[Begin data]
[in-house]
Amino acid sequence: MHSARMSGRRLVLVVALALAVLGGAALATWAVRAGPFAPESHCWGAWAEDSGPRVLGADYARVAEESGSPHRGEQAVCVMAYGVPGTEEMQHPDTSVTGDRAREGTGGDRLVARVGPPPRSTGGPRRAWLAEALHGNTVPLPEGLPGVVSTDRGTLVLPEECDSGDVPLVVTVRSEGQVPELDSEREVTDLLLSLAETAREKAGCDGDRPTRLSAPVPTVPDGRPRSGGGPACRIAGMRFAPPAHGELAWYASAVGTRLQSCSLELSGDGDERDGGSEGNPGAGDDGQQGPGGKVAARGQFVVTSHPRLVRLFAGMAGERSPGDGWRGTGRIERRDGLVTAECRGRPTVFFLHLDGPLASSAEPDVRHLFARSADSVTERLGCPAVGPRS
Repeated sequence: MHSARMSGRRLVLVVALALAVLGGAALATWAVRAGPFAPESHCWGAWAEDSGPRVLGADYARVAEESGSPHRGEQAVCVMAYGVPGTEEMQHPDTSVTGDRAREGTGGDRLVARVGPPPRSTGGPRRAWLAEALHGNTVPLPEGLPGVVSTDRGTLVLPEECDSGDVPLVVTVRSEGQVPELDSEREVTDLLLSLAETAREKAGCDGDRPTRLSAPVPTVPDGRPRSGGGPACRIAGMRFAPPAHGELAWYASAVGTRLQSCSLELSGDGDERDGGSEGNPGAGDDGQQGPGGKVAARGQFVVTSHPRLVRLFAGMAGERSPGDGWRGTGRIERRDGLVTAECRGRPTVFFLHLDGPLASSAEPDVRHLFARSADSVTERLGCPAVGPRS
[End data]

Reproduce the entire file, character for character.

[in-house]
Amino acid sequence: MHSARMSGRRLVLVVALALAVLGGAALATWAVRAGPFAPESHCWGAWAEDSGPRVLGADYARVAEESGSPHRGEQAVCVMAYGVPGTEEMQHPDTSVTGDRAREGTGGDRLVARVGPPPRSTGGPRRAWLAEALHGNTVPLPEGLPGVVSTDRGTLVLPEECDSGDVPLVVTVRSEGQVPELDSEREVTDLLLSLAETAREKAGCDGDRPTRLSAPVPTVPDGRPRSGGGPACRIAGMRFAPPAHGELAWYASAVGTRLQSCSLELSGDGDERDGGSEGNPGAGDDGQQGPGGKVAARGQFVVTSHPRLVRLFAGMAGERSPGDGWRGTGRIERRDGLVTAECRGRPTVFFLHLDGPLASSAEPDVRHLFARSADSVTERLGCPAVGPRS
Repeated sequence: MHSARMSGRRLVLVVALALAVLGGAALATWAVRAGPFAPESHCWGAWAEDSGPRVLGADYARVAEESGSPHRGEQAVCVMAYGVPGTEEMQHPDTSVTGDRAREGTGGDRLVARVGPPPRSTGGPRRAWLAEALHGNTVPLPEGLPGVVSTDRGTLVLPEECDSGDVPLVVTVRSEGQVPELDSEREVTDLLLSLAETAREKAGCDGDRPTRLSAPVPTVPDGRPRSGGGPACRIAGMRFAPPAHGELAWYASAVGTRLQSCSLELSGDGDERDGGSEGNPGAGDDGQQGPGGKVAARGQFVVTSHPRLVRLFAGMAGERSPGDGWRGTGRIERRDGLVTAECRGRPTVFFLHLDGPLASSAEPDVRHLFARSADSVTERLGCPAVGPRS